7

For Linux user space processes it seems pretty easy to determine which processes are multithreading. You can use ps -eLf and look at the NLWP value for the number of threads, which also corresponds to the 'Threads:' value in /proc/$pid/status. Apparently back in the day of LinuxThreads the implementation was not POSIX compliant. But This stackoverflow answer says "POSIX.1 requires threads share a same process ID" which is apparently rectified in NPTL. So with NPTL it allows nifty displays of threads with commands like ps -eLf because the threads all share the same PID, and you can verify that under /proc/$pid/task/ and see all the thread subfolders belonging to that "parent" process.

I can't find similar thread groupings under a "parent" process for kernel processes spawned by kthreadd, and I suspect an implementation difference since a comment under this answer says "You can not use POSIX Threads in kernel-space" and the nifty thread grouping is a POSIX feature. Thus with ps -eLf I never see multiple threads listed for kernel processes created by kthreadd which have the square brackets around it, like [ksoftirqd/0] or [nfsd], unlike user-space processes created by init.

From the man page for pthreads (which is used in the user space):

       A single process can contain multiple threads, all of which are
       executing the same program.  These threads share the same global
       memory (data and heap segments), but each thread has its own stack
       (automatic variables).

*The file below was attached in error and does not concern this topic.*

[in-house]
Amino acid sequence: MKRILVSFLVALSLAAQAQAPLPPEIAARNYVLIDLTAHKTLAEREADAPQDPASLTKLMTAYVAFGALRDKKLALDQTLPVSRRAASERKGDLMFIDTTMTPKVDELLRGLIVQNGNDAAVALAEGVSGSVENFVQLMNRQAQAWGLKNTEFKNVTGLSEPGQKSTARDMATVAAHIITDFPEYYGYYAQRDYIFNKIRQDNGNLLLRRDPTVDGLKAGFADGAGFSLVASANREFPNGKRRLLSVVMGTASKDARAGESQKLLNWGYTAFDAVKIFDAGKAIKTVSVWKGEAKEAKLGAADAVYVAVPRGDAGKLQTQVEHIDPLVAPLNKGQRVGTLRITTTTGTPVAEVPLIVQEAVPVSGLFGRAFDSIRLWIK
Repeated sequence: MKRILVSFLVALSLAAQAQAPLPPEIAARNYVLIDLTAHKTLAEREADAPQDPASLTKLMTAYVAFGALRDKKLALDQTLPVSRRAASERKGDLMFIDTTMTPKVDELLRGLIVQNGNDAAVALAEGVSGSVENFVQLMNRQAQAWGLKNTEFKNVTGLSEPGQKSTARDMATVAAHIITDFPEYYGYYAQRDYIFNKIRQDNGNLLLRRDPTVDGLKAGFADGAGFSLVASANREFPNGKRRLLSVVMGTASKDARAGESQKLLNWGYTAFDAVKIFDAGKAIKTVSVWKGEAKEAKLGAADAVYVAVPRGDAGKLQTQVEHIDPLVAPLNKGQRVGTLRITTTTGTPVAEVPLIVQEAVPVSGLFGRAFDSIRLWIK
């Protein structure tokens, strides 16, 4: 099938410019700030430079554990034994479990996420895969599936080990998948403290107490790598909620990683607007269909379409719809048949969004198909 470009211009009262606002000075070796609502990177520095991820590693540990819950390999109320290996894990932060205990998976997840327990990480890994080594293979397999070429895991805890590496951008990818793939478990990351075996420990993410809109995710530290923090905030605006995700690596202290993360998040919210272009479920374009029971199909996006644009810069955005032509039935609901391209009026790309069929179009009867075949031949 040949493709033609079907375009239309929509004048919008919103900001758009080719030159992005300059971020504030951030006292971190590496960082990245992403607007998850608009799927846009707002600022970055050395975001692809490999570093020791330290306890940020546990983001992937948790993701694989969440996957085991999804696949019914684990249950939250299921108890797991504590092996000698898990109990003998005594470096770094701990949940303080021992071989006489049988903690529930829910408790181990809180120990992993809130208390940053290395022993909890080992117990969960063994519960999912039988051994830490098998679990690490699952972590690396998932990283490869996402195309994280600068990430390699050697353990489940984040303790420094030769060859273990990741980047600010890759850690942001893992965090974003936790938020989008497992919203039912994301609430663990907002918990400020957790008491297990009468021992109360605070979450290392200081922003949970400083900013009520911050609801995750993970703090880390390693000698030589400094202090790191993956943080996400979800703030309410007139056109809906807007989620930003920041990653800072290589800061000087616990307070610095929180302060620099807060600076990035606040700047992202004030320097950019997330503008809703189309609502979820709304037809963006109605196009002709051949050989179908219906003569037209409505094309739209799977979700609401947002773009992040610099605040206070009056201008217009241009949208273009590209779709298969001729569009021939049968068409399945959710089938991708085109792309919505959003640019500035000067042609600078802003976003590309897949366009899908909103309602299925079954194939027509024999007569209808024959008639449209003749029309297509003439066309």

This however is precisely what I do not see for kernel "threads", in terms of one process containing multiple threads.

In short, I never see any of the processes listed by 'ps' that are children of kthreadd having a NLWP (Threads) value higher than one, which makes me wonder if any kernel process forks/parallelizes and multithreads like user-space programs do (with pthreads). Where do the implementations differ?

Practical example: Output from ps auxf for the NFS processes.

root         2  0.0  0.0      0     0 ?        S    Jan12   0:00 [kthreadd]
root      1546  0.0  0.0      0     0 ?        S    Jan12   0:00  \_ [lockd]
root      1547  0.0  0.0      0     0 ?        S    Jan12   0:00  \_ [nfsd4]
root      1548  0.0  0.0      0     0 ?        S    Jan12   0:00  \_ [nfsd4_callbacks]
root      1549  0.0  0.0      0     0 ?        S    Jan12   2:40  \_ [nfsd]
root      1550  0.0  0.0      0     0 ?        S    Jan12   2:39  \_ [nfsd]
root      1551  0.0  0.0      0     0 ?        S    Jan12   2:40  \_ [nfsd]
root      1552  0.0  0.0      0     0 ?        S    Jan12   2:47  \_ [nfsd]
root      1553  0.0  0.0      0     0 ?        S    Jan12   2:34  \_ [nfsd]
root      1554  0.0  0.0      0     0 ?        S    Jan12   2:39  \_ [nfsd]
root      1555  0.0  0.0      0     0 ?        S    Jan12   2:57  \_ [nfsd]
root      1556  0.0  0.0      0     0 ?        S    Jan12   2:41  \_ [nfsd]

By default when you start the rpc.nfsd service (at least with the init.d service script) it spawns 8 processes (or at least they have PIDs). If I wanted to write a multi-threaded version of NFS, which is implemented as a kernel module, with those nfsd "processes" as a frontend, why couldn't I group the default 8 different nfsd processes under one PID and have 8 threads running under it, versus (as is shown - and as is different than user space processes) eight different PIDs?

NSLCD is an example of a user space program that uses multithreading by contrast: